Making the wheel just a little more rounded…

I've been busy the past few weeks ramping up on Windows Communication Foundation and, more importantly, helping the team decide what we will actually do with it in Visual Studio Orcas.

The next release of Visual Studio will be coming out 'sometime after' Windows Vista, and the idea is to help developers take advantage of the new features in the platform.  (Avalon, Indigo, etc.)  So Vista developers need our next release to be on time.  Everyone wants it to be bug free.  And I am sure Soma would like it to be on-budget too.

So where does that leave me and my team?  Doing two things: Figuring out the right set of features we can deliver for Orcas and also exploring new ways we can do more with less.

I'll save the 'how we decided to close down on features' until I can publicly talk about the great things that we will do in Orcas to support WCF.  For now, let me talk about number two briefly.

Perhaps the greatest thing we (the VS Indigo QA team) has going for us is that we don't have any testcase baggage.  No maintenance, no existing infrastructure.  A perfect tabula rasa for automation.  So right now we are deciding how we can innovate in that space to do more with our testcases.

Each of these topics deserves their own, individual blog post but I'd like to give you a hint at what tricks we have up our sleeves for testing VS which will ultimately lead to a more stable product for you.

1. Enabling more testhooks within the Visual Studio product
In Whidbey only a few testcases used 'white box approaches' and invoked Visual Studio APIs and objects directly.  Sure running a test by driving the UI and interacting with the product just like developers would is great, but it is slow and fragile.

By designing our test infrastructure with testhooks in mind we can write our automation faster and enjoy the speed/reliability benefits as well.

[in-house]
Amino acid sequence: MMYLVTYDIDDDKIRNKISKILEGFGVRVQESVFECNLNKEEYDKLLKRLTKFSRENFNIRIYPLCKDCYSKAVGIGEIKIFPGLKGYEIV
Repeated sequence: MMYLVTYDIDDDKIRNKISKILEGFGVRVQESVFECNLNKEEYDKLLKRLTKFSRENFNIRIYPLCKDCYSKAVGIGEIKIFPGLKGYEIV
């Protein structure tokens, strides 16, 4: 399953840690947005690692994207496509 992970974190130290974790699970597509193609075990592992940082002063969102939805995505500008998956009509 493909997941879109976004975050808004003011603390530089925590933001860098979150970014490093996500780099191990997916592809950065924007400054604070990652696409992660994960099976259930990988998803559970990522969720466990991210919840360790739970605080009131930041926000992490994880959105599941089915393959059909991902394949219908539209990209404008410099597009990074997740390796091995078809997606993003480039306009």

2. Testcase maintenance tools
For folks working on the VB compiler it isn't uncommon to maintain more than 3,000 automated tests.  For UI-designer features ~300 is more reasonable, but that still is a lot.

Something we are working on is structuring our testcases so we can put them all into a single project within Visual Studio (rather than each testcase being its own, separate entity).  That way if I need to refractor an interface in some base support layer all my testcases will be updated at the same time.

3. How we measure test coverage and product quality
Metrics are definitely helpful when trying to understand the state of the product, but finding the right set of metrics can be extremely difficult.  Code coverage?  Active bugs?  Closed/Resolved bugs?  What about automation stability? 

I'm currently working on a tool to normalize existing data to make it more actionable.  For example in Whidbey we said, "Developer X has Y bugs assigned to her, which is bad".  In Orcas we can say "developer X has a bug temperature of Y, so no worries". 

What is ‘bug temperature’ you ask?  I don’t know yet, but it might look something like this:

severity * A + priority * B + days active * C + blocking status * D

Basically a way to take our existing bugs and rather than having a flat number, measure our outstanding bug debt with a little more perspective.  One horrible bug is greater than five minor issues.

So that's just a taste of what I have been up two.  In the comming weeks I'll post more about the specifics of each of those new testing projects I am spearheading as well as giving you a preview of what Indigo/WCF features Visual Studio will support for our next release.

Until next time, code on!



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